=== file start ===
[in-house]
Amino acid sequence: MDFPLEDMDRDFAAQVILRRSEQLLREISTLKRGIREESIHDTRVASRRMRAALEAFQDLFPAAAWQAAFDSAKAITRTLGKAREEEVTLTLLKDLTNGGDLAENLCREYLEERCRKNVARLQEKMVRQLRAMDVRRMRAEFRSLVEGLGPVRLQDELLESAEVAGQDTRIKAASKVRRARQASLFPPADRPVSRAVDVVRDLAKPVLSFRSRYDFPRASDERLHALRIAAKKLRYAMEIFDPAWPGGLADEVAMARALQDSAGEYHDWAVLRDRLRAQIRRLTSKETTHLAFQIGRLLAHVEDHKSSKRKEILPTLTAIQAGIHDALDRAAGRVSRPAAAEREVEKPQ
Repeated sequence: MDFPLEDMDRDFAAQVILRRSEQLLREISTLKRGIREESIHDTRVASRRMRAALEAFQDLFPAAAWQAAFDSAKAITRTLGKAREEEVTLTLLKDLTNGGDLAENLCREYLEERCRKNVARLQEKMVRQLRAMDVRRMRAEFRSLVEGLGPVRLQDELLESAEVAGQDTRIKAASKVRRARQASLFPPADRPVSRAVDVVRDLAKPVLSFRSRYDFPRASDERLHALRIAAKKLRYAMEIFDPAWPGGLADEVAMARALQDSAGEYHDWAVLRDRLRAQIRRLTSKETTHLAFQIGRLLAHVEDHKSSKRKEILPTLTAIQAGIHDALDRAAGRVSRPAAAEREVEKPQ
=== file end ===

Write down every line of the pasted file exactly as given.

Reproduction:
[in-house]
Amino acid sequence: MDFPLEDMDRDFAAQVILRRSEQLLREISTLKRGIREESIHDTRVASRRMRAALEAFQDLFPAAAWQAAFDSAKAITRTLGKAREEEVTLTLLKDLTNGGDLAENLCREYLEERCRKNVARLQEKMVRQLRAMDVRRMRAEFRSLVEGLGPVRLQDELLESAEVAGQDTRIKAASKVRRARQASLFPPADRPVSRAVDVVRDLAKPVLSFRSRYDFPRASDERLHALRIAAKKLRYAMEIFDPAWPGGLADEVAMARALQDSAGEYHDWAVLRDRLRAQIRRLTSKETTHLAFQIGRLLAHVEDHKSSKRKEILPTLTAIQAGIHDALDRAAGRVSRPAAAEREVEKPQ
Repeated sequence: MDFPLEDMDRDFAAQVILRRSEQLLREISTLKRGIREESIHDTRVASRRMRAALEAFQDLFPAAAWQAAFDSAKAITRTLGKAREEEVTLTLLKDLTNGGDLAENLCREYLEERCRKNVARLQEKMVRQLRAMDVRRMRAEFRSLVEGLGPVRLQDELLESAEVAGQDTRIKAASKVRRARQASLFPPADRPVSRAVDVVRDLAKPVLSFRSRYDFPRASDERLHALRIAAKKLRYAMEIFDPAWPGGLADEVAMARALQDSAGEYHDWAVLRDRLRAQIRRLTSKETTHLAFQIGRLLAHVEDHKSSKRKEILPTLTAIQAGIHDALDRAAGRVSRPAAAEREVEKPQ